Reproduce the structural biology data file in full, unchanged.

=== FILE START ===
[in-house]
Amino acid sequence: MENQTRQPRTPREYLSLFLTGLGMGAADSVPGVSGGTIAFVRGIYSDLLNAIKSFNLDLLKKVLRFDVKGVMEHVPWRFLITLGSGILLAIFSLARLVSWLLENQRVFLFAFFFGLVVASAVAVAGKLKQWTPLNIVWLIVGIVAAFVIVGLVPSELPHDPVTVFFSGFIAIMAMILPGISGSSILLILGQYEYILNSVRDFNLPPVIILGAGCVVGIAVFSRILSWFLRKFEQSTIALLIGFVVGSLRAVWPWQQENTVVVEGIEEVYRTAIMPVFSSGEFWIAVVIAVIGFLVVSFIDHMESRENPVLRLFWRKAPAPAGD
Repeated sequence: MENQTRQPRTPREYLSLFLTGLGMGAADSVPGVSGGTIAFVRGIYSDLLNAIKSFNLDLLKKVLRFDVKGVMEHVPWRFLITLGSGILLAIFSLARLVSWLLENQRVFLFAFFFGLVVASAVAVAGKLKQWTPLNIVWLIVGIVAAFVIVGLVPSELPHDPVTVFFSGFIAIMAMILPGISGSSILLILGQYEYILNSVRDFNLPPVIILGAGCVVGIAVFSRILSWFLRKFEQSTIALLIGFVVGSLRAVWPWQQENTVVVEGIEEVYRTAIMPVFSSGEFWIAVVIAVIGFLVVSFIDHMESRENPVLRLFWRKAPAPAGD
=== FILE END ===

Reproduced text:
[in-house]
Amino acid sequence: MENQTRQPRTPREYLSLFLTGLGMGAADSVPGVSGGTIAFVRGIYSDLLNAIKSFNLDLLKKVLRFDVKGVMEHVPWRFLITLGSGILLAIFSLARLVSWLLENQRVFLFAFFFGLVVASAVAVAGKLKQWTPLNIVWLIVGIVAAFVIVGLVPSELPHDPVTVFFSGFIAIMAMILPGISGSSILLILGQYEYILNSVRDFNLPPVIILGAGCVVGIAVFSRILSWFLRKFEQSTIALLIGFVVGSLRAVWPWQQENTVVVEGIEEVYRTAIMPVFSSGEFWIAVVIAVIGFLVVSFIDHMESRENPVLRLFWRKAPAPAGD
Repeated sequence: MENQTRQPRTPREYLSLFLTGLGMGAADSVPGVSGGTIAFVRGIYSDLLNAIKSFNLDLLKKVLRFDVKGVMEHVPWRFLITLGSGILLAIFSLARLVSWLLENQRVFLFAFFFGLVVASAVAVAGKLKQWTPLNIVWLIVGIVAAFVIVGLVPSELPHDPVTVFFSGFIAIMAMILPGISGSSILLILGQYEYILNSVRDFNLPPVIILGAGCVVGIAVFSRILSWFLRKFEQSTIALLIGFVVGSLRAVWPWQQENTVVVEGIEEVYRTAIMPVFSSGEFWIAVVIAVIGFLVVSFIDHMESRENPVLRLFWRKAPAPAGD